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Types of chromosomal abnormalities

Frequency and the Types of chromosomal abnormalities in patients with Primary Amenorrhea in Sudan

Hiba Satti ,Imad Fadl-Elmula , Lamis Beshir , Abdelbagi Alzain

Study objective: to detect the frequency and the type of chromosomal abnormalities  in patients with primary Amenorrhea (PA)

Material and Methods:Chromosomal analysis  was carried out for  patients with primary amenorrhea who attended Elite genetics center or referred from other clinics in Khartoum, Sudan were retrospectively analyzed from 2017and 2018.

Results:The present study aimed at performing chromosomal analysis in patients presenting with primary amenorrhea (n=169) employing G banding. The karyotype results revealed that 50.3% (n=85) of the patients had normal karyotypes consistent with their female sex. 49.7% (n=84) showed abnormal karyotypes. Karyotype abnormalities were due to numerical aberration, structural abnormalities in the chromosomes or XY karyotypes inconsistent with the patients’ sex. 
Conclusion : Chromosomal abnormalities are common causes of primary amenorrhea in Sudanese patients. The results of the present study imply the inclusion of chromosomal analysis and genetic counseling for all patients with PA for early diagnosis. Of 169 cases with PA, 85 patients had normal karyotypes which suggest that other causes at gene level need to be further explored beside chromosomal abnormalities.
primary amenorrhea(PA), chromosomal abnormalities, karyotyping, cytogenetic study,
turner syndrome, testicular feminization syndrome, triple X karyotype






Malaria and Visceral Leishmaniasis

Overdominance Effects between Malaria and Visceral Leishmaniasis in the 5q31 Region



A group of SNPs in 5q31, genotyped from Hausa tribe of Koka village in eastern Sudan; an area endemic with malaria and visceral leishmaniasis, were analyzed by The Leishmaniasis research group and found to have significant excess of heterozygosis level and departure from HWE and assumed to be due to natural selection resulting from notorious deadly outbreaks since various ethnic groups from western Sudan settled the area although sequence information in the 5q31 region did not detect functional SNPs that could be associated with such drastic phenotypes. Malaria was thought to inflict inferior selective pressure due to the mild clinical phenotype observed. Taking advantage of follow up phenotype data sets available from the Malaria Gen study we re-analyzed these genotypes using different bioinformatics software to determine their effect on the regulation, function and expression of interleukins, miRNA binding and splicing mechanism. The SNPs were found to potentially affect the binding of many transcription factors that regulate the expression of IL-4 and IL-13 and stability of IL-5 mRNA. Association of haplotypes susceptibility revealed that the haplotype of low cytokine TH2 profile is associated with higher risk of malaria infection (P-value = 0.02). Through modulating TH2 cytokine response; the excess heterozygosity in 5q31 is explained with the phenomenon of overdominance between malaria and visceral leishmaniasis, acted by natural selection and driving the locus towards optimum response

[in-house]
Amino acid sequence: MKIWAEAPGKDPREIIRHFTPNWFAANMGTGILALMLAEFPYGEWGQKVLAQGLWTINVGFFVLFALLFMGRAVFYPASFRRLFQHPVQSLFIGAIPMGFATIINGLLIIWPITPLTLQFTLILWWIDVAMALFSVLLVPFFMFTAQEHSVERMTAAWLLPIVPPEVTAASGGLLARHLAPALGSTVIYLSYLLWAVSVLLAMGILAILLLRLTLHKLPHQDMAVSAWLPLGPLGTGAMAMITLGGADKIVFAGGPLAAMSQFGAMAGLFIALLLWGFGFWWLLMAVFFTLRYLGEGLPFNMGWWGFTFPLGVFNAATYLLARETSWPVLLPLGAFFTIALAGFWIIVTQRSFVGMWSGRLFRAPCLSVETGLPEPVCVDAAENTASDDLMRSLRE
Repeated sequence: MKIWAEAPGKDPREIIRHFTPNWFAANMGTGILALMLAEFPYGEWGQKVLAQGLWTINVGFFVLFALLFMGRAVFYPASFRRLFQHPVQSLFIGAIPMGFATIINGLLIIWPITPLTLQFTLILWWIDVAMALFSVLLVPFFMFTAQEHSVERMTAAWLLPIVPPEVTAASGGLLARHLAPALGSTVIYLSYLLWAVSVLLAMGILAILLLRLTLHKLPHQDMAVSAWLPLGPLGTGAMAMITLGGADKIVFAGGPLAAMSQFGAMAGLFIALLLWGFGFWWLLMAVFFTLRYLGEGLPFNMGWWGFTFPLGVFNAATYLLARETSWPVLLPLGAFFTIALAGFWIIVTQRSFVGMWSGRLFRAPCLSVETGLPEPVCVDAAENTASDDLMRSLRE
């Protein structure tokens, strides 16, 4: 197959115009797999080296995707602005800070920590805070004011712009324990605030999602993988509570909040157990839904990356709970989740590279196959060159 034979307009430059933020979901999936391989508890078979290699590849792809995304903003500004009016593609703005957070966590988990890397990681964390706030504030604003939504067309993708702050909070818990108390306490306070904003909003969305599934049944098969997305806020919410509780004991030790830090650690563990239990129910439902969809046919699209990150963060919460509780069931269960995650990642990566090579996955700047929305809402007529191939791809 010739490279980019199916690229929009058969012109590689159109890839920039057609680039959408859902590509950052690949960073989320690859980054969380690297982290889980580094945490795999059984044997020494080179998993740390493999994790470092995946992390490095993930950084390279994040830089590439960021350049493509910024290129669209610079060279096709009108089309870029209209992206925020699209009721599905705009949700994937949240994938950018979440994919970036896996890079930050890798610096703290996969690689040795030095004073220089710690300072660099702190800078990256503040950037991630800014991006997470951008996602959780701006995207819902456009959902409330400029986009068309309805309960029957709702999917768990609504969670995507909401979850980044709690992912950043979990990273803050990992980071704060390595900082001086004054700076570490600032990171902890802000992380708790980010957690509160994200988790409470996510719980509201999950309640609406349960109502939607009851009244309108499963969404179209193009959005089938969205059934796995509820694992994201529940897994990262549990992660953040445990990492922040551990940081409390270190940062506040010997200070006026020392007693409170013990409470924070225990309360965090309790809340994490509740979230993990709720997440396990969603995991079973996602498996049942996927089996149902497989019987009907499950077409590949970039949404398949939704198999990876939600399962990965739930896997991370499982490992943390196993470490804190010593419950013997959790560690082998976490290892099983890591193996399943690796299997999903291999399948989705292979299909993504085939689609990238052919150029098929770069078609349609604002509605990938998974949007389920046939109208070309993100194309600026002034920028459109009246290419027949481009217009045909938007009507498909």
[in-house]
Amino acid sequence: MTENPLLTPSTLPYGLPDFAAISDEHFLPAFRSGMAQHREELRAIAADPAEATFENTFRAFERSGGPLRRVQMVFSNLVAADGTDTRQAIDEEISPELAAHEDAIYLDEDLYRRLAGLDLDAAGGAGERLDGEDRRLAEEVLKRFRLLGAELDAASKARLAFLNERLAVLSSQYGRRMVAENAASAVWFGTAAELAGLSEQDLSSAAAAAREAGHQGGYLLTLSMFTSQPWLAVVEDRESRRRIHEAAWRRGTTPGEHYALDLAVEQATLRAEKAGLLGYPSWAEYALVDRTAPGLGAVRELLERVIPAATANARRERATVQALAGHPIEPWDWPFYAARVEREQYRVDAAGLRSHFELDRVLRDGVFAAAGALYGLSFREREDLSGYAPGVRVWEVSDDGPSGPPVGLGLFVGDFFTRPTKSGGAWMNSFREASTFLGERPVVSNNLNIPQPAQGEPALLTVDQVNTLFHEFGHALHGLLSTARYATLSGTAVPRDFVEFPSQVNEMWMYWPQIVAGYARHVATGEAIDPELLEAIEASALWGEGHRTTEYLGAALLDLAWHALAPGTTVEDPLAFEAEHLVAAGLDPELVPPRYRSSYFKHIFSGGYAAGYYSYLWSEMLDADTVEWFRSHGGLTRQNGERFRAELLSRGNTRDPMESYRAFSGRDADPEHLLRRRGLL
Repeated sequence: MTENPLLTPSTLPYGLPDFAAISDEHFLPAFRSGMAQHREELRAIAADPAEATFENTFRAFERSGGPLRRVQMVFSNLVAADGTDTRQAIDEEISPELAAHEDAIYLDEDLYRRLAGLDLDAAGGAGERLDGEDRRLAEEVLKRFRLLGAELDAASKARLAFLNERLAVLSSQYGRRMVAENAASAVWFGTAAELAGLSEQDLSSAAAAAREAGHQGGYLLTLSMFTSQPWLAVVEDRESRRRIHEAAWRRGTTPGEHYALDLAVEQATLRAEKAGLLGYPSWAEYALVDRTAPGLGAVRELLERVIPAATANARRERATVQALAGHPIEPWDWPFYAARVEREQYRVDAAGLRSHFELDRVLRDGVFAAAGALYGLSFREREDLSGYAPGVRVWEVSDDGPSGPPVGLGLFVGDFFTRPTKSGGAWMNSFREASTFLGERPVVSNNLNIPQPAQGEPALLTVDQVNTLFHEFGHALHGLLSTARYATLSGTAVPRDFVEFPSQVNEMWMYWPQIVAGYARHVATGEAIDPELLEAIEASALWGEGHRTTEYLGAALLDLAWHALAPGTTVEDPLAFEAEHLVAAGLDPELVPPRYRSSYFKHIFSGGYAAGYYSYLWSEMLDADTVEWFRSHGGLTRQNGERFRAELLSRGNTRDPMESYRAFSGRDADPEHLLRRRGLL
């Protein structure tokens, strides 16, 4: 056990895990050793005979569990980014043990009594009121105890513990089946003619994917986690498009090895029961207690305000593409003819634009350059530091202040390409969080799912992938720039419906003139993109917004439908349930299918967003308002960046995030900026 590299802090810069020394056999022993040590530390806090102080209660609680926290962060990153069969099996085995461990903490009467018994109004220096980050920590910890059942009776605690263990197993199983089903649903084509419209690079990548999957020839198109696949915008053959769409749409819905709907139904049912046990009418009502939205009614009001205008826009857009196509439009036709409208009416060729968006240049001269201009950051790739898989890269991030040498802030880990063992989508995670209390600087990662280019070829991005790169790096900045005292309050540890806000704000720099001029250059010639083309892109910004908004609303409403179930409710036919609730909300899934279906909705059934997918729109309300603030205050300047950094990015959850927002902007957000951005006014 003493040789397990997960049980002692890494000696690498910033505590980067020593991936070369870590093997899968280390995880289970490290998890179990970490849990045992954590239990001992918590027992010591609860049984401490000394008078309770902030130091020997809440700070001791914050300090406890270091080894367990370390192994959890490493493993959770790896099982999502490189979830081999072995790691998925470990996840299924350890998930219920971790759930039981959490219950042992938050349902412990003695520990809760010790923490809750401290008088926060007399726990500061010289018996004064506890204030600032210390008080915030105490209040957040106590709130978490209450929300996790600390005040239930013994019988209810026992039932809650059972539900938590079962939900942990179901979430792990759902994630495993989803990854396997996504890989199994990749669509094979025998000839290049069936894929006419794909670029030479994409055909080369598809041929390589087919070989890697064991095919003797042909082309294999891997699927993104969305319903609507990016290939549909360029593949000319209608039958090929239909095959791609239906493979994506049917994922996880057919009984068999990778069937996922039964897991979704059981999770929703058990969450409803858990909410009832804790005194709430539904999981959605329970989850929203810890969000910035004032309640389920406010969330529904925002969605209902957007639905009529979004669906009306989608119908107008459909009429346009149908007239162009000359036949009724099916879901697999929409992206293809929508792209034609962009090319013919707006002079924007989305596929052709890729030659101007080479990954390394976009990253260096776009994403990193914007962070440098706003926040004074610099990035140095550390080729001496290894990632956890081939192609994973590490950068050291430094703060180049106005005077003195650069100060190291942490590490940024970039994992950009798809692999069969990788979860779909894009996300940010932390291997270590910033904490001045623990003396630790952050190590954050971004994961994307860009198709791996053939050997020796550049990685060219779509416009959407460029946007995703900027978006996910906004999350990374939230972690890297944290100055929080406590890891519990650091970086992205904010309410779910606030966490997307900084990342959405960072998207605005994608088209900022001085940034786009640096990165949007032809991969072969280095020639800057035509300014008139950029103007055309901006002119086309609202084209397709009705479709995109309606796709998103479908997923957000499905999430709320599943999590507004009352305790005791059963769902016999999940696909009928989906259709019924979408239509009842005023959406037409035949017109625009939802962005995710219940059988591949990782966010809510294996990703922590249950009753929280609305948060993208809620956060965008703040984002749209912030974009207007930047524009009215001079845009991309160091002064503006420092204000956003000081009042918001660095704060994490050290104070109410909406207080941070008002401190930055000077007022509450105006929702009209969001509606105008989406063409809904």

Ancestral Genomes and the History of Adaptation

Ancestral Genomes and the History of Adaptation

Maha M Osman1, 2, Rayan S Ali1, Mahmoud Koko1, Muntaser E Ibrahim1*

1 Department of Molecular Biology, Institute of Endemic Diseases, University of Khartoum, Khartoum, Sudan.

2 Commission for Biotechnology and Genetic Engineering, National Center for Research, Sudan.

*Corresponding author: Prof. Muntaser E Ibrahim,


The evolutionary history of a species is best seen from the summation of genetic variation across its genome. Genomes of African populations are believed to have retained some of the ancestral states of their genetic variation based on autosomes and sex specific chromosomes as well. In order to understand the evolutionary history of human populations in relation to other hominines, including the Neanderthal as a close species, and in attempt to gain insights to mechanisms of human adaptation, genomic data in different classes of adaptive traits were compared. Sudanese samples were sequenced on IlluminaHiSeq2000 platform. Sequences were compared to Neanderthal and global samples collected from 1000 Genomes and UCSC browsers.  Genes of adaptive traits and whole mitochondrial genomes and genes were extracted using Linux commands and Bioinformatics tools. Different software programs and statistical methods were used include; population differentiation test (FST), principal component analyses (PCA), Tajima Test for selective neutrality, phylogenetic trees were constructed using BEAST and MEGA7. Whole mitogenomes produced robust phylogenies that were greatly concordant with available HVRI, indicating that the HVRI has the upper hand in depicting the overall information content of the mtDNA sequence variation. Skyline plots based on HVRI show expansion dates to alter when the north eastern sequences are used compared to the plot of the world population, indicating the pivotal contribution of east Africans to human key evolutionary events. The results indicate that although Neanderthal and humans are adequately divergent in terms of speciation and genetic distance, ample variations are retained more pronouncedly in the biological class of variations.  Interestingly and as manifestation of the peculiarity of cultural variations to humans there was an observed divergence between humans and Neanderthal, manifested in reduced clustering and higher distance metrics, indicating the effect of cultural evolutionary forces.